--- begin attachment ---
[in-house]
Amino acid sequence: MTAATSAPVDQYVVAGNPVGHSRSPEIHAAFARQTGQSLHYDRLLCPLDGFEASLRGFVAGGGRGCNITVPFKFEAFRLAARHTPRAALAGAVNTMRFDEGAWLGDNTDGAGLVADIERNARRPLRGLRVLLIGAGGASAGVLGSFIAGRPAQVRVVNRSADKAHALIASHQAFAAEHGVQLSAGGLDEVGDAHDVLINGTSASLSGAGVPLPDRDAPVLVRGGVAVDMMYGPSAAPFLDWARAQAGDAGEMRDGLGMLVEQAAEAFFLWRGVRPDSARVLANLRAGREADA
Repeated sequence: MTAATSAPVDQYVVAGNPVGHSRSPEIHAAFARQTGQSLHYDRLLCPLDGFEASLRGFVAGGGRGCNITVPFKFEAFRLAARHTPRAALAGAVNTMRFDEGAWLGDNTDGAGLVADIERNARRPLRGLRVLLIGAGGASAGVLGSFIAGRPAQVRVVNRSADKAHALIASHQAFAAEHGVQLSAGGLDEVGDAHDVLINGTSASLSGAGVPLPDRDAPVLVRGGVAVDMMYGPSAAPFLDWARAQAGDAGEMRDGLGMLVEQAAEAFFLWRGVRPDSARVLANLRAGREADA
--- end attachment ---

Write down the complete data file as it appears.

[in-house]
Amino acid sequence: MTAATSAPVDQYVVAGNPVGHSRSPEIHAAFARQTGQSLHYDRLLCPLDGFEASLRGFVAGGGRGCNITVPFKFEAFRLAARHTPRAALAGAVNTMRFDEGAWLGDNTDGAGLVADIERNARRPLRGLRVLLIGAGGASAGVLGSFIAGRPAQVRVVNRSADKAHALIASHQAFAAEHGVQLSAGGLDEVGDAHDVLINGTSASLSGAGVPLPDRDAPVLVRGGVAVDMMYGPSAAPFLDWARAQAGDAGEMRDGLGMLVEQAAEAFFLWRGVRPDSARVLANLRAGREADA
Repeated sequence: MTAATSAPVDQYVVAGNPVGHSRSPEIHAAFARQTGQSLHYDRLLCPLDGFEASLRGFVAGGGRGCNITVPFKFEAFRLAARHTPRAALAGAVNTMRFDEGAWLGDNTDGAGLVADIERNARRPLRGLRVLLIGAGGASAGVLGSFIAGRPAQVRVVNRSADKAHALIASHQAFAAEHGVQLSAGGLDEVGDAHDVLINGTSASLSGAGVPLPDRDAPVLVRGGVAVDMMYGPSAAPFLDWARAQAGDAGEMRDGLGMLVEQAAEAFFLWRGVRPDSARVLANLRAGREADA